Seeing these everyday things clearly transformed the way the now-64-year-old artist saw the world. He started drawing the things he saw.
“I remember having a dream that I was going to be an artist,” Mothersbaugh says, recalling a time when his second grade teacher complimented him on a drawing of a tree, planting the seed from which his creative career would grow. “So it started that long ago, and it was because of myopia.”
That defining moment is the inspiration for "Mark Mothersbaugh: Myopia," the first major retrospective of Mothersbaugh’s life and work, curated by Denver’s Museum of Contemporary Art (MCA).
While the world knows Mothersbaugh best as a musician for his work with experimental rock band Devo and as a composer of film and television scores, the exhibition aims to shed light on his prolific visual art output.
“Myopia" is the first comprehensive solo show to date devoted to the artist, whose career spans more than 40 years. It runs in Denver through April 12, 2015, followed by a tour to six other cities in the United States, including New York, Los Angeles and Austin. (Update: The exhibit was extended through April 26.)
MCA Denver director Adam Lerner approached Mothersbaugh in 2011 about developing the show.
“I think a theme throughout Mark’s work is this idea that if you’re somehow a mutant, somehow unable to function normally in society, that’s actually your strength and source of creativity,” Lerner says.
The show imaginatively threads various riffs on the theme of mutation, incorporating the concept into portraits, videos, sculptures, sound art installations and more.
One room displays a series of “Beautiful Mutants” -- vintage photographs edited to present symmetrical reflections of one side of a subject's body or face. The works surround a sculpture made up of the two back halves of a silver Scion car melded together.
Mothersbaugh says his thinking about mutant forms also guided his approach to a film score he wrote for director Wes Anderson's 2004 "The Life Aquatic With Steve Zissou."
After the composer delivered a piece that failed to satisfy the director, Mothersbaugh held the sheet music in front of a mirror and played the notes in reverse.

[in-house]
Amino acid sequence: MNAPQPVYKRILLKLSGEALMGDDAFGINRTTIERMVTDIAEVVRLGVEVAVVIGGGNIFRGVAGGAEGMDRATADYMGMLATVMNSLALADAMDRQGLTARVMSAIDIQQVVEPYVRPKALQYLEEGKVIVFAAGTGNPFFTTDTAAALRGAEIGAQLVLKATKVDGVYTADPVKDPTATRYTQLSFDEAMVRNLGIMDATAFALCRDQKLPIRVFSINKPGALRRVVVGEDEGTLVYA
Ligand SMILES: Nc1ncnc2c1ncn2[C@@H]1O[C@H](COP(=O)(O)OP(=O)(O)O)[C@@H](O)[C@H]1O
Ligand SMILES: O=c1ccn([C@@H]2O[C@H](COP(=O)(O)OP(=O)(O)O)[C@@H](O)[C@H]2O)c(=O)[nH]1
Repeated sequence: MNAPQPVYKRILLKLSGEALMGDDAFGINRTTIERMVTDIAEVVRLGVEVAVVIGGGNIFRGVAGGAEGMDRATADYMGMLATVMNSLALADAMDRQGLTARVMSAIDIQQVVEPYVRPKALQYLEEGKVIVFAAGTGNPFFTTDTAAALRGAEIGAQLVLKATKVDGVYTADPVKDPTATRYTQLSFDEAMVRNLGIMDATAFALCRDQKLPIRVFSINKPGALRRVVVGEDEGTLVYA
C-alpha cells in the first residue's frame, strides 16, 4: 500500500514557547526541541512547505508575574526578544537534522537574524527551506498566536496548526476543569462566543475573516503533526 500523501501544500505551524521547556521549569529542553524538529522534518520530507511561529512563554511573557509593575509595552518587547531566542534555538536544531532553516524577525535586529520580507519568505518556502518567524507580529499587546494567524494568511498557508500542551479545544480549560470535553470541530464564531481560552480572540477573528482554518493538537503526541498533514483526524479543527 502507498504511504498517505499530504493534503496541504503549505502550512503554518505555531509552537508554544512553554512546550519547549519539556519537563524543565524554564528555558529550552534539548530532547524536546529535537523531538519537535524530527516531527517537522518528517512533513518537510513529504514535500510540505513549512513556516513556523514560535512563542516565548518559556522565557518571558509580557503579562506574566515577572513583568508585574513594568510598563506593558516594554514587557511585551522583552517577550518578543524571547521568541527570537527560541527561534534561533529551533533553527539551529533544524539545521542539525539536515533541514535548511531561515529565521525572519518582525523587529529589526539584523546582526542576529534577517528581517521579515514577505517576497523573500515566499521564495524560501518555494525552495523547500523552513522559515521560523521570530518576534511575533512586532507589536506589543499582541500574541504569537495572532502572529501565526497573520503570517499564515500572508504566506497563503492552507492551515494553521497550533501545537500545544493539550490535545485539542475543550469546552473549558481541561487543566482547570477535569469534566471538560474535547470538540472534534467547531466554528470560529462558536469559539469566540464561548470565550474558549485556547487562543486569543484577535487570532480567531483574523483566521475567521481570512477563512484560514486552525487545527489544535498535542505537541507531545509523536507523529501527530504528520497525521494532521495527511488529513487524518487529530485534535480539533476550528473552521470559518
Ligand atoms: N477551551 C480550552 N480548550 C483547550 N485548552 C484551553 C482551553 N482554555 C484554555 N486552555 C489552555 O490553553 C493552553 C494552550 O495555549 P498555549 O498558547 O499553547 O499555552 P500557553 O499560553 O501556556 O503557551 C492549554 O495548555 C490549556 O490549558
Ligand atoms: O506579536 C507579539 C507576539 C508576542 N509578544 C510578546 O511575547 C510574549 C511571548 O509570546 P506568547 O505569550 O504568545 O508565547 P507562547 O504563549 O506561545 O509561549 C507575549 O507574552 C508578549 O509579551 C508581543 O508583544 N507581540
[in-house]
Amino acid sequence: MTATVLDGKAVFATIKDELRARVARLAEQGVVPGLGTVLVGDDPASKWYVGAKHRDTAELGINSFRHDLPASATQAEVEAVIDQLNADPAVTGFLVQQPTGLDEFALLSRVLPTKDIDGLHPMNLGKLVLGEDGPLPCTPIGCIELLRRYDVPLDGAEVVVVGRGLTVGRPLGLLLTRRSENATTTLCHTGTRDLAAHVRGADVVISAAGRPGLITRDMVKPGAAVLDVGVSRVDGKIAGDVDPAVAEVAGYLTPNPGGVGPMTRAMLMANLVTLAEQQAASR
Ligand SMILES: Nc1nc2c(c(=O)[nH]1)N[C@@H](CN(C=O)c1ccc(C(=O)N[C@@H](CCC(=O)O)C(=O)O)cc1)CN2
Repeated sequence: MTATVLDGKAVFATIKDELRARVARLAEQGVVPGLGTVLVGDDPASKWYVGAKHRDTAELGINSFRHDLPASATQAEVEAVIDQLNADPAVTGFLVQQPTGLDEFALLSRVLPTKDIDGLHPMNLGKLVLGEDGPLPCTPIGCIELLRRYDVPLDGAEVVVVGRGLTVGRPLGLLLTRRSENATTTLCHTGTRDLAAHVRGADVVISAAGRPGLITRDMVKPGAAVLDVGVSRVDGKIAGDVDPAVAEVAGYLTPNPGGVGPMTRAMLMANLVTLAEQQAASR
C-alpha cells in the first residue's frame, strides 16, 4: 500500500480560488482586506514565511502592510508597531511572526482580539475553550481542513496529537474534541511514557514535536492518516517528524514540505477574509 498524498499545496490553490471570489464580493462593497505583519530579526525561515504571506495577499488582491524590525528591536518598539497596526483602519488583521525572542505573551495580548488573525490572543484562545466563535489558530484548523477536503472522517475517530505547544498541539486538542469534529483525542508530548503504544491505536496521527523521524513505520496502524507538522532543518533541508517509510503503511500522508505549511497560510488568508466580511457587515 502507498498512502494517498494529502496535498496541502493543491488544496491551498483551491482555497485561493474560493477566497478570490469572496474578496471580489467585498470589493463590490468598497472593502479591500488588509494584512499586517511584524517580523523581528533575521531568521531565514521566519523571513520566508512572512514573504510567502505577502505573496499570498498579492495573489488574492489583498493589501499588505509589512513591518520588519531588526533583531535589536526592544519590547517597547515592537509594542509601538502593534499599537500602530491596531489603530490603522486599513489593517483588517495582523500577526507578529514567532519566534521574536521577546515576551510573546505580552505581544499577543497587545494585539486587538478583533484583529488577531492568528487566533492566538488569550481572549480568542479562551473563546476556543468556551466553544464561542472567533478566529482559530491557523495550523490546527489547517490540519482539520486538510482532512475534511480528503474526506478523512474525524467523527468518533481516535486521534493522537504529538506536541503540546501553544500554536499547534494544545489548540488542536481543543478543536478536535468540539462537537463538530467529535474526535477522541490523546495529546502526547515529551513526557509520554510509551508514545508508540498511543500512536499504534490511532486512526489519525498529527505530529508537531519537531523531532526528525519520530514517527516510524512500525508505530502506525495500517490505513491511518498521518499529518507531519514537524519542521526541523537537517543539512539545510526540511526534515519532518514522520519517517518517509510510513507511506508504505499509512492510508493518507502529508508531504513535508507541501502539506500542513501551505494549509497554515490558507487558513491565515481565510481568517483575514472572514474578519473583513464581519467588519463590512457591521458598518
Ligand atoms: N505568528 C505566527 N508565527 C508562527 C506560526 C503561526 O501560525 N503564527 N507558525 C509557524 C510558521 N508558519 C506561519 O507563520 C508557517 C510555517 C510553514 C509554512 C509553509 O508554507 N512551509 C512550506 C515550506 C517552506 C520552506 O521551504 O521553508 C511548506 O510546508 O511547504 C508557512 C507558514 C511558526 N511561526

“I played it for him, and he goes, ‘That’s it!” Mothersbaugh says of Anderson. “It’s kind of interesting that he got a beautiful mutant sonically.”
Another experience composing for Anderson indirectly led to the construction of “Mechanical Aviary,” one of the artist's “Orchestrions” -- a series of sound art installations that together play an assortment of songs.
The installation features around 50 bird call gadgets resting on wooden shelves held together by a metal frame with old organ pipes poking out from the top. The assemblage looks like something out of an Italian Futurist movie of the early 20th century.
“Although these pipes played very traditional music in the first part of their lives, now in their reincarnation they are playing music that is much more fantastic,” Mothersbaugh says.
The Intersection of Music and Art
Mothersbaugh has continued to create art since his younger years growing up in Akron, Ohio.
He attended the nearby Kent State University, where he co-founded Devo. The new wave band emanated from the beat culture scene and played some of its earliest shows at literary 'zine release parties.
Steeped in performance art, Devo achieved cult status. But the band primarily orbited on the outskirts of the mainstream music industry even after the release of the hit song “Whip It” in 1980.
In addition to artifacts from the early Devo days, the “Myopia” exhibition features works ranging from Mothersbaugh’s childhood journal doodles to music videos.
And Mothersbaugh says he views his musical and visual art as one seamless whole.
“I don’t differentiate between this organ, these rugs, drawings that I do, or the music that I write,” Mothersbaugh says.
While the exhibition surveys Mothersbaugh’s career chronologically, it also explores his creative process from start to finish.
Most of Mothersbaugh’s creative ideas share the same origin story: The artist draws on at least one postcard-sized piece of paper every day, a practice that he started decades ago. These small artworks seed bigger projects across many different media.
A large gallery at the MCA features around 30,000 of the artist's postcard-sized sketches and paintings, assembled in an abundance of books that visitors can flip through. These works have never been seen in an exhibition until now.
“I’ve gotten to do so much music and put it out there in the public,” Mothersbaugh says. “But the most primal thing to me is just paper and pencil. It keeps me going.”